cvs commit: src/sys/amd64/conf GENERIC src/sys/i386/conf GENERIC src/sys/ia64/conf GENERIC src/sys/pc98/conf GENERIC src/sys/powerpc/conf GENERIC src/sys/sparc64/conf GENERIC src/sys/sun4v/conf GENERIC

mjacob at mjacob at
Sat Feb 10 02:18:48 UTC 2007

> I prefer that last option. Uniquify them somehow, and perhaps spit a warning
> out to console. "LABEL: ufs/xxxx on device ad4s1b renamed to ufs/xxxx1".
> Maybe just force it to auto-increment that last number until it finds an
> available slot. If it can't find an available slot, then spit out an error
> about ambiguous GEOM labels....

This is exactly what I did for the g_multipath stuff.

There is *some* notion of UUID in most of the GEOM label types- I did it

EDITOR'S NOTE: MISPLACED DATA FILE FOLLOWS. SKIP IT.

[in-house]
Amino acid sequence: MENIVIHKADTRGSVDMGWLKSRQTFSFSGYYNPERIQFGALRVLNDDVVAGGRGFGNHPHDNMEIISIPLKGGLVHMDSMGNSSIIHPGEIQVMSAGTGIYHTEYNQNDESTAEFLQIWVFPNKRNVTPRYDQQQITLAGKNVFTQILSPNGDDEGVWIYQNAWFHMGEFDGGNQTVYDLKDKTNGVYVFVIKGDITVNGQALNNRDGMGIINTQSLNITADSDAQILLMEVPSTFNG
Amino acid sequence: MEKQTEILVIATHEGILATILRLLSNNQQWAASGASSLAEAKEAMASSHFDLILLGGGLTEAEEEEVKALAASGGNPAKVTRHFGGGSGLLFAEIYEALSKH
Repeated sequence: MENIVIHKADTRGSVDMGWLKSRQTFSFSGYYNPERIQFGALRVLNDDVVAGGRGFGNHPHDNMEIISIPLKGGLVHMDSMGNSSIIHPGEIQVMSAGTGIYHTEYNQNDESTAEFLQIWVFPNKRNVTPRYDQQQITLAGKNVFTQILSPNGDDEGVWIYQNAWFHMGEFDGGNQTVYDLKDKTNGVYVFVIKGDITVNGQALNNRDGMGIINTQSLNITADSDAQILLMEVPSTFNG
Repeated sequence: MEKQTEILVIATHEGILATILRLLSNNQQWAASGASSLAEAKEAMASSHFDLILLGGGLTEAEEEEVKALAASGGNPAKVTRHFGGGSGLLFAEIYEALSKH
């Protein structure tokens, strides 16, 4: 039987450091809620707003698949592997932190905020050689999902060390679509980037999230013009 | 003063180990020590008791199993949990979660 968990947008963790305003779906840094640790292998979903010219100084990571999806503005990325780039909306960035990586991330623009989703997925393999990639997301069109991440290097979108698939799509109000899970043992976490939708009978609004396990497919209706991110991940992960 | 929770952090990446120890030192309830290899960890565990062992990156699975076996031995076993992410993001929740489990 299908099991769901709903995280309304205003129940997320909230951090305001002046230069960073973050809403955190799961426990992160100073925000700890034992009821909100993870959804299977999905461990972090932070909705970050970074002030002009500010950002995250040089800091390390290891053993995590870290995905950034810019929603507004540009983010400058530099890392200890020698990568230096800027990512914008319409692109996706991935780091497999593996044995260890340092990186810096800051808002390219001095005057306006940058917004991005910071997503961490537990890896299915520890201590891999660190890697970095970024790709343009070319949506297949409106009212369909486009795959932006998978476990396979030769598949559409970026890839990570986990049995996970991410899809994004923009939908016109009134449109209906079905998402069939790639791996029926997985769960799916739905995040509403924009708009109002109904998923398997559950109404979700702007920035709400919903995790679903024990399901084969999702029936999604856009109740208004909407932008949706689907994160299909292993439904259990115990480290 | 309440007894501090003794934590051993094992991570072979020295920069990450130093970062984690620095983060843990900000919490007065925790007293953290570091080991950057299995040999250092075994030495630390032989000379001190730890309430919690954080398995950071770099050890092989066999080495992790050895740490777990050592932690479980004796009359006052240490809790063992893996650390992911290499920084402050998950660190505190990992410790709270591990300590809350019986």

as a more explicit real UUID, but the crux of the biscuit is what is the 
real unique id?

Ascii names are useful, but they aren't usually veru unique. How many 
"oracle" labels will people pick? The choice I made is that the UUID is 
the *real* id. The ascii name is a 'convenience' name. If in a multipath 
or shared SAN environment, there is an ascii name collision during the 
taste operation, you can and do still build the geom but have to frob 
the name. Any kind of frob is okay because any automount using the ascii 
name is now going to fail.

An alternative is to export the UUID as a name, which is probably the 
right thing to do also.

This, btw, has come up for years (since RedHat 9) in Linux. The 
installer will pick "/boot" and "/" as the LABEL= qualifiers, which is a 
complete lose in a SAN or even in a multiboot non-shared environment, so 
I invariably change the LABEL= to UUID= qualifiers in both grub.conf and 


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